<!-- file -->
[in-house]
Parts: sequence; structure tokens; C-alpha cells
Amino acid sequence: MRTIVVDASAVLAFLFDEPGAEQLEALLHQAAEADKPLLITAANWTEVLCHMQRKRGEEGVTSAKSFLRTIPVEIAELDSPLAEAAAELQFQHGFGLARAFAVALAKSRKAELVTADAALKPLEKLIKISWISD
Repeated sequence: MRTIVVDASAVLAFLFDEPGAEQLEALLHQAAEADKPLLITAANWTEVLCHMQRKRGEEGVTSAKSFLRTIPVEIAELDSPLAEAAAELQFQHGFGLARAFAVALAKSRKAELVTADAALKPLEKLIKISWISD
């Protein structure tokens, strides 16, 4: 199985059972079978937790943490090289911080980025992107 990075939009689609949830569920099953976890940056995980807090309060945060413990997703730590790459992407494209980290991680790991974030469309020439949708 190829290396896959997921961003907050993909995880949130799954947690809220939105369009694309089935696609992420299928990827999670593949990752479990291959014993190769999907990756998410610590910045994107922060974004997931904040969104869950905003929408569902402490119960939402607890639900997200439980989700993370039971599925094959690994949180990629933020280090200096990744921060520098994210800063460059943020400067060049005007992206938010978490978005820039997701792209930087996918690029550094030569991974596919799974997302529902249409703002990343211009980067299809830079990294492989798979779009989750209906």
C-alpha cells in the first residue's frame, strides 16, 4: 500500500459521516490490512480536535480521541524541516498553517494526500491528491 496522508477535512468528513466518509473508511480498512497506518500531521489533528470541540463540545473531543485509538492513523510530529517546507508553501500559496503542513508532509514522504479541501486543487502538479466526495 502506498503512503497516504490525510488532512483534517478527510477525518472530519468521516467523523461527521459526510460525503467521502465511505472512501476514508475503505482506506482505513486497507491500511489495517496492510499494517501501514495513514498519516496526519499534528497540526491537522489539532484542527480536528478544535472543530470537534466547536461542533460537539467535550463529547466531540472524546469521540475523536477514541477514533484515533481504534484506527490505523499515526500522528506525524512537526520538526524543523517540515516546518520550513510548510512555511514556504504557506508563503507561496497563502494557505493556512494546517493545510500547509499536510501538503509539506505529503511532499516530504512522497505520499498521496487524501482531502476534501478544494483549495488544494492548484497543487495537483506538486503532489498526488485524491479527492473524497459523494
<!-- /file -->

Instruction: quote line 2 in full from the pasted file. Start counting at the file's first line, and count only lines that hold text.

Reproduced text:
Parts: sequence; structure tokens; C-alpha cells